3. Communication is key in any relationship.
UX design is a communication between you and your user. Make your users feel understood and heard. If you ask them to do something and there is any hesitancy, you should try to understand where the hesitancy stems from. It can be simple. ‘No credit card necessary ‘ can reduce hesitation to sign up. If you’d like to collect pet friendly data from your users, how might you do it? You might say “Please share pet friendly places you’ve visited, so other pet owners can learn from you.” Your users may want to help others. Also, if finding pet friendly places to go was a pain point, the user would understand the benefit for them as well. This also makes your user return the next time they are looking for a pet friendly space. This is good for product retention, so it is a win-win situation.
Visual hints are also a huge part of communication. It reduces cognitive load and gives the user an idea of how the system works. Here, you can see a + sign, guiding you to input a place.When you present a shipping time line, present when the user will receive the product (the right example). Do not present how many days it takes to send (the left example). The left example forces users to do the calculation in their head, which means more effort. The right example shows only the important information to the users. The user will feel it’s effortless to use your website.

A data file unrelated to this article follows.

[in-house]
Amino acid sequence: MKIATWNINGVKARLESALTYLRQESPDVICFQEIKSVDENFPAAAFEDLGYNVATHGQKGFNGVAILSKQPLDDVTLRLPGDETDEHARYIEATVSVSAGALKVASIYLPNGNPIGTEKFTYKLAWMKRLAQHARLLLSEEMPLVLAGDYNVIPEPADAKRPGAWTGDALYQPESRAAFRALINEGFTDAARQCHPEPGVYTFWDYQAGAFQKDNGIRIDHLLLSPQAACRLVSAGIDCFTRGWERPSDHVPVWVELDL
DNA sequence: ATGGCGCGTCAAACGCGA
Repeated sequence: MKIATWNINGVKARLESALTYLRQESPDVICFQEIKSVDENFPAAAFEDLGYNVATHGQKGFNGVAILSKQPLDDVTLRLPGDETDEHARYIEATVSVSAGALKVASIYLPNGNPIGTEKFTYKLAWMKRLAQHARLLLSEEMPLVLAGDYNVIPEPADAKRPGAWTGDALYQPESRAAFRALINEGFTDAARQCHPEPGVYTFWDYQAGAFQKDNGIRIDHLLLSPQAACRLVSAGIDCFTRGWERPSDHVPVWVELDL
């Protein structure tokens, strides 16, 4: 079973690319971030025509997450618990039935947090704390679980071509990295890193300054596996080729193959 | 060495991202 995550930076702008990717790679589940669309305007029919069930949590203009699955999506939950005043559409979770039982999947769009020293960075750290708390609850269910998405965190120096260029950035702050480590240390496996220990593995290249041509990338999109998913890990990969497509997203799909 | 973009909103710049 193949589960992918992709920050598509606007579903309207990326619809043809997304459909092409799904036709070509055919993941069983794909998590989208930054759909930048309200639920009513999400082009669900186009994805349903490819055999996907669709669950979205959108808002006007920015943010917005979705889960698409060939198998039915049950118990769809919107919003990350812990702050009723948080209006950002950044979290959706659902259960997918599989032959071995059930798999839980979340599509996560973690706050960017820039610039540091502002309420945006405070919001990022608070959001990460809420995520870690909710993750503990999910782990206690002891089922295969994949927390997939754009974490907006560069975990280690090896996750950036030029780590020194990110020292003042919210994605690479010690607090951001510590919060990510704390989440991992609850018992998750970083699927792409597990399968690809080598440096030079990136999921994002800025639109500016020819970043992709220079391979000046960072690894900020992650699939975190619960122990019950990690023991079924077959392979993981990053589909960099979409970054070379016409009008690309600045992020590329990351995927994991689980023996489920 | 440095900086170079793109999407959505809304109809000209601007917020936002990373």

Give your customer an idea where they are in the journey. This type of communication makes the journey less boring. Also, humans get a sense of achievement when they reach the goal, so your users will have higher rate of completion.
4. What comes first?
Always important information or the most frequently used information should come first. It could be a small thing. You may have experienced this already as a user. If your audience is mostly based in US and Canada, give US/Canada as the top location choices instead of starting with countries with ‘A’ letter.
If your users are veterinarians who want to check their patients, you may want to place the one needs attention and the one who just had a surgery first. Going to their ‘client list’ and seeing names alphabetically require more work when they need to access urgent ones. Do your user’s work instead of them. They will love you for that.